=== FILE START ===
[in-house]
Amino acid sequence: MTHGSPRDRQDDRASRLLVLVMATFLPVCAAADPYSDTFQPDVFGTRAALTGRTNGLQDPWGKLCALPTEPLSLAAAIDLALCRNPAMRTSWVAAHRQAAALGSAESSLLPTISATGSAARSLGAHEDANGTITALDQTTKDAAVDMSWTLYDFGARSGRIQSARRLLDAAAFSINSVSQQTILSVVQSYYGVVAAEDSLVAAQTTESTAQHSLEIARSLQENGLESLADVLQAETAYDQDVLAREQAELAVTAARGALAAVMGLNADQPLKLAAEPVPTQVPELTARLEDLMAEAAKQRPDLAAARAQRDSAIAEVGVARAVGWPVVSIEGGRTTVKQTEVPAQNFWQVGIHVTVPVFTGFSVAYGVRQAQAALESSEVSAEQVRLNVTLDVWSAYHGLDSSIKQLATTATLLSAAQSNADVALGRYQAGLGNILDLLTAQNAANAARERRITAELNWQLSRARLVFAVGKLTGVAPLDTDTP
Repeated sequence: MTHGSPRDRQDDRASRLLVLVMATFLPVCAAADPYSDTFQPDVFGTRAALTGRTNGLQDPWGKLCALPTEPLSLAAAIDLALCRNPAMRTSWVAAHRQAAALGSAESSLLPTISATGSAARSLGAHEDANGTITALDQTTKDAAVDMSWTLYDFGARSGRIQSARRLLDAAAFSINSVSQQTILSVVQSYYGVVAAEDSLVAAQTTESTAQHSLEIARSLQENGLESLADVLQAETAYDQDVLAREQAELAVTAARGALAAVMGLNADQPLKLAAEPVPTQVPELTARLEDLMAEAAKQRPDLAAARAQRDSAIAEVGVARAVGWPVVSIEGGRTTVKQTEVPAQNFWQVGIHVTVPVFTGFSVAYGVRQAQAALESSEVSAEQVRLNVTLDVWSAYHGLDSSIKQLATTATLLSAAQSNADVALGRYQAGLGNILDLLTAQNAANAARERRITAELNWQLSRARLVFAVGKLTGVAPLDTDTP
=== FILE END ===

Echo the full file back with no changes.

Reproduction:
[in-house]
Amino acid sequence: MTHGSPRDRQDDRASRLLVLVMATFLPVCAAADPYSDTFQPDVFGTRAALTGRTNGLQDPWGKLCALPTEPLSLAAAIDLALCRNPAMRTSWVAAHRQAAALGSAESSLLPTISATGSAARSLGAHEDANGTITALDQTTKDAAVDMSWTLYDFGARSGRIQSARRLLDAAAFSINSVSQQTILSVVQSYYGVVAAEDSLVAAQTTESTAQHSLEIARSLQENGLESLADVLQAETAYDQDVLAREQAELAVTAARGALAAVMGLNADQPLKLAAEPVPTQVPELTARLEDLMAEAAKQRPDLAAARAQRDSAIAEVGVARAVGWPVVSIEGGRTTVKQTEVPAQNFWQVGIHVTVPVFTGFSVAYGVRQAQAALESSEVSAEQVRLNVTLDVWSAYHGLDSSIKQLATTATLLSAAQSNADVALGRYQAGLGNILDLLTAQNAANAARERRITAELNWQLSRARLVFAVGKLTGVAPLDTDTP
Repeated sequence: MTHGSPRDRQDDRASRLLVLVMATFLPVCAAADPYSDTFQPDVFGTRAALTGRTNGLQDPWGKLCALPTEPLSLAAAIDLALCRNPAMRTSWVAAHRQAAALGSAESSLLPTISATGSAARSLGAHEDANGTITALDQTTKDAAVDMSWTLYDFGARSGRIQSARRLLDAAAFSINSVSQQTILSVVQSYYGVVAAEDSLVAAQTTESTAQHSLEIARSLQENGLESLADVLQAETAYDQDVLAREQAELAVTAARGALAAVMGLNADQPLKLAAEPVPTQVPELTARLEDLMAEAAKQRPDLAAARAQRDSAIAEVGVARAVGWPVVSIEGGRTTVKQTEVPAQNFWQVGIHVTVPVFTGFSVAYGVRQAQAALESSEVSAEQVRLNVTLDVWSAYHGLDSSIKQLATTATLLSAAQSNADVALGRYQAGLGNILDLLTAQNAANAARERRITAELNWQLSRARLVFAVGKLTGVAPLDTDTP